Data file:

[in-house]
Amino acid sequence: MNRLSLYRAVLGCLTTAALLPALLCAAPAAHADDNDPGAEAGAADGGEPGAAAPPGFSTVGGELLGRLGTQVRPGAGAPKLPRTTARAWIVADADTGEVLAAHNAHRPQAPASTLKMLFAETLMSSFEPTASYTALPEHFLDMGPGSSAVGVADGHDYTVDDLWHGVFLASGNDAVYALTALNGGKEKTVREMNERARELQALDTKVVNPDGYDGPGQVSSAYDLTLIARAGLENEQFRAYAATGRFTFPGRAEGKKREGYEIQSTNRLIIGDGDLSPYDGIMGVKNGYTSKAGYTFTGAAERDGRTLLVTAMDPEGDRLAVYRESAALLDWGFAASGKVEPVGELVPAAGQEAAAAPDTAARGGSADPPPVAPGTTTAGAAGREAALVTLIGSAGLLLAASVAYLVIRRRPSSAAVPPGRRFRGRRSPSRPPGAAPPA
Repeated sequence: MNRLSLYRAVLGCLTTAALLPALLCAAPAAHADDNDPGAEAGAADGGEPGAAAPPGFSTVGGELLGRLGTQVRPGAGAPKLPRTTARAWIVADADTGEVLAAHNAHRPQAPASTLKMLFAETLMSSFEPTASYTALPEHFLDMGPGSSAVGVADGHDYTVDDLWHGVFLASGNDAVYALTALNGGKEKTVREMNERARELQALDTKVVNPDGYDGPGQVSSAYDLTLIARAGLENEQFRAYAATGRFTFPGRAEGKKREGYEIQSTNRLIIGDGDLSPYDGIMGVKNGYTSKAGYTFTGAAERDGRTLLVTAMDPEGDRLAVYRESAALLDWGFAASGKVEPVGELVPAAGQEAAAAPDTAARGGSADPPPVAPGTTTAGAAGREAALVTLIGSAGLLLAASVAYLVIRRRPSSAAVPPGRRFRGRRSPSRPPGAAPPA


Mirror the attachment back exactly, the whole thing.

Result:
[in-house]
Amino acid sequence: MNRLSLYRAVLGCLTTAALLPALLCAAPAAHADDNDPGAEAGAADGGEPGAAAPPGFSTVGGELLGRLGTQVRPGAGAPKLPRTTARAWIVADADTGEVLAAHNAHRPQAPASTLKMLFAETLMSSFEPTASYTALPEHFLDMGPGSSAVGVADGHDYTVDDLWHGVFLASGNDAVYALTALNGGKEKTVREMNERARELQALDTKVVNPDGYDGPGQVSSAYDLTLIARAGLENEQFRAYAATGRFTFPGRAEGKKREGYEIQSTNRLIIGDGDLSPYDGIMGVKNGYTSKAGYTFTGAAERDGRTLLVTAMDPEGDRLAVYRESAALLDWGFAASGKVEPVGELVPAAGQEAAAAPDTAARGGSADPPPVAPGTTTAGAAGREAALVTLIGSAGLLLAASVAYLVIRRRPSSAAVPPGRRFRGRRSPSRPPGAAPPA
Repeated sequence: MNRLSLYRAVLGCLTTAALLPALLCAAPAAHADDNDPGAEAGAADGGEPGAAAPPGFSTVGGELLGRLGTQVRPGAGAPKLPRTTARAWIVADADTGEVLAAHNAHRPQAPASTLKMLFAETLMSSFEPTASYTALPEHFLDMGPGSSAVGVADGHDYTVDDLWHGVFLASGNDAVYALTALNGGKEKTVREMNERARELQALDTKVVNPDGYDGPGQVSSAYDLTLIARAGLENEQFRAYAATGRFTFPGRAEGKKREGYEIQSTNRLIIGDGDLSPYDGIMGVKNGYTSKAGYTFTGAAERDGRTLLVTAMDPEGDRLAVYRESAALLDWGFAASGKVEPVGELVPAAGQEAAAAPDTAARGGSADPPPVAPGTTTAGAAGREAALVTLIGSAGLLLAASVAYLVIRRRPSSAAVPPGRRFRGRRSPSRPPGAAPPA